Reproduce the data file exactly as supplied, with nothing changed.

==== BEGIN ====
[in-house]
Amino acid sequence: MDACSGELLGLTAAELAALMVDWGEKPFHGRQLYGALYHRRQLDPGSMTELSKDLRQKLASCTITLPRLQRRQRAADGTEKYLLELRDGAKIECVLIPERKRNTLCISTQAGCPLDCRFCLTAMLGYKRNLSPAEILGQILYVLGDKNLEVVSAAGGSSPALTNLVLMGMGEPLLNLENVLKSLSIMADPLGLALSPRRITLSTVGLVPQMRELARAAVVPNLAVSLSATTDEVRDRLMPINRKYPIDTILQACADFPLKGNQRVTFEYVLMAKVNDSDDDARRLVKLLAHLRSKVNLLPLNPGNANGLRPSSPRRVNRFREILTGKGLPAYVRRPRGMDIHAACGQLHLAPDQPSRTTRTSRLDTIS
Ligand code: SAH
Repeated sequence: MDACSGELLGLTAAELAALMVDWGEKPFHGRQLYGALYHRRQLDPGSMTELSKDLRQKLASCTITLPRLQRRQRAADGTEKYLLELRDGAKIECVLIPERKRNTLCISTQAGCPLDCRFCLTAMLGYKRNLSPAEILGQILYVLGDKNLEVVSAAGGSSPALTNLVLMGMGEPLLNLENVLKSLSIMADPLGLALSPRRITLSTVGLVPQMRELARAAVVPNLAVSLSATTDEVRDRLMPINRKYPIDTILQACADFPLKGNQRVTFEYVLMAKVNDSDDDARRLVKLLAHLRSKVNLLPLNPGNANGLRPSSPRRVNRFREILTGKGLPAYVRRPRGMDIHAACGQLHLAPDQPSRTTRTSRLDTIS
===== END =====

[in-house]
Amino acid sequence: MDACSGELLGLTAAELAALMVDWGEKPFHGRQLYGALYHRRQLDPGSMTELSKDLRQKLASCTITLPRLQRRQRAADGTEKYLLELRDGAKIECVLIPERKRNTLCISTQAGCPLDCRFCLTAMLGYKRNLSPAEILGQILYVLGDKNLEVVSAAGGSSPALTNLVLMGMGEPLLNLENVLKSLSIMADPLGLALSPRRITLSTVGLVPQMRELARAAVVPNLAVSLSATTDEVRDRLMPINRKYPIDTILQACADFPLKGNQRVTFEYVLMAKVNDSDDDARRLVKLLAHLRSKVNLLPLNPGNANGLRPSSPRRVNRFREILTGKGLPAYVRRPRGMDIHAACGQLHLAPDQPSRTTRTSRLDTIS
Ligand code: SAH
Repeated sequence: MDACSGELLGLTAAELAALMVDWGEKPFHGRQLYGALYHRRQLDPGSMTELSKDLRQKLASCTITLPRLQRRQRAADGTEKYLLELRDGAKIECVLIPERKRNTLCISTQAGCPLDCRFCLTAMLGYKRNLSPAEILGQILYVLGDKNLEVVSAAGGSSPALTNLVLMGMGEPLLNLENVLKSLSIMADPLGLALSPRRITLSTVGLVPQMRELARAAVVPNLAVSLSATTDEVRDRLMPINRKYPIDTILQACADFPLKGNQRVTFEYVLMAKVNDSDDDARRLVKLLAHLRSKVNLLPLNPGNANGLRPSSPRRVNRFREILTGKGLPAYVRRPRGMDIHAACGQLHLAPDQPSRTTRTSRLDTIS